Back corset with yellow flossing and yellow lace. Yellow stitching between the cording over the bust. Straight busk.
This particular corset comes from Corsets: Historical Patterns & Techniques by Jill Salen and dates from 1890-1900. The corset is made from black sateen with yellow flossing (the embroidery that stops the bones from tearing through the fabric). There is more yellow embroidery under the horizontal cording over the the bust and the garment is rounded off with a black and yellow lace trim on the the top edge. The bones are encased in surface bone casing (the casing is sewn onto the surface of the corset, as opposed to sitting between the layers or in the seams) and it has a straight split-busk fastening. The corset has extra bones with the busk to strengthen it and prevent the busk from breaking under the strain of bending over during chores. This may mean that corset was constructed for a working woman rather than a lady of leisure.

A very similar corset appears in Corsets and Crinolines by Norah Waugh and it is said to date from the late 1880’s.

Black corset with yellow flossing. Cording over bust and yellow and black lace trim. Spoon busk fastening.
This corset is made out of black coutil and also features yellow arrowhead flossing at the top and bottom to keep the bones in place. There is also horizontal cording over the bust (with yellow stitching in between) and a black lace with yellow ribbon trim along the top edge of the garment. The most pronounced difference between this corset and the one from Corsets: Historical Patterns & Techniques by Jill Salen is that it has a curved spoon busk fastening instead of a straight busk. The other marked difference is in the pattern: this corset’s pattern has only ten panels while the previous one has twelve.

Other sightings:

Lacing Yourself Into a Corset video by Lace Embrace.


This video features another version of the black and yellow corset. The video is somewhat blurry, but from what I can tell this corset is also black with the same yellow arrowhead flossing at the top and the bottom to hold the bones in place. There is no yellow trimming along the top edge, but the top of the busk is adorned with a yellow bow. Make sure you watch to the very end: this is a VERY good and informative video on how to lace a corset yourself. It seems obvious, but if you don’t follow these simple steps you might get yourself tied in a knot that you can’t get out of. And I’m speaking from experience here…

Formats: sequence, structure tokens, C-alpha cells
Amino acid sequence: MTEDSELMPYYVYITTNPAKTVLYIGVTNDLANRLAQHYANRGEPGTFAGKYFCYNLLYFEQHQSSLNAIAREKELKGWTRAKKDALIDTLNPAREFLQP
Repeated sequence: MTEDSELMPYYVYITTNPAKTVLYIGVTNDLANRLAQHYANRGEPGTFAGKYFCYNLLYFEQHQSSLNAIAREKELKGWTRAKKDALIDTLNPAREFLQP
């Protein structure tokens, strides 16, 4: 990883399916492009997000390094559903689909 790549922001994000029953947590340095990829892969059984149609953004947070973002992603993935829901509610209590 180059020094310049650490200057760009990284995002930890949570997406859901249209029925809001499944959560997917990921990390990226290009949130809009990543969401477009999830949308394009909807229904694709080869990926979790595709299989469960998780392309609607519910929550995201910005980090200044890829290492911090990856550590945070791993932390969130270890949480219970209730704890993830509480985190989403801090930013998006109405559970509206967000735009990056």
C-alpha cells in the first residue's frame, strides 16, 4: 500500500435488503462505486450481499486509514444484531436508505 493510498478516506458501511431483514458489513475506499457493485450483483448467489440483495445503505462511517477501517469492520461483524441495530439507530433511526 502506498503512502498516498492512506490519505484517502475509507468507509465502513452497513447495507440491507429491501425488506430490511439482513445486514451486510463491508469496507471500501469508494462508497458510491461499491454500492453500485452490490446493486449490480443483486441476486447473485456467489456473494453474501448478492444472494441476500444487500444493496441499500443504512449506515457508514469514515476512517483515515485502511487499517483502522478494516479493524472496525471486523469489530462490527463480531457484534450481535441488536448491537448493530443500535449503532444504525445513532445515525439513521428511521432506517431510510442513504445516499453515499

The Shweshwe Corset Part 2: The Pattern

The pattern I decided on for this particular corset was  for a pair of half boned stays from Norah Waugh’s Corsets and Crinolines. As this is my first pair of stays or 18th century corsets that I attempt with something as conventional as a sewing machine (no cardboard this time!) the simplicity of the pattern appealed to me. I also really liked the delicate structural pattern of the bones. The direction of the boning in a corset like this is very important since it is only half boned, and a lot of the shape of the garment is dictated by the careful placing of bones.

Pattern for Half boned stays from Corsets and Crinolines by Norah Waugh.

Pattern of stays from Diderot's L'Encyclopedie, "Tailleur de Corps". It is a half-boned stay, cut from six pieces only, the shaping being given by the direction of the bones. It would have the extra busk and the shaping bones across the front and across the shoulder blades. It might also be fully boned.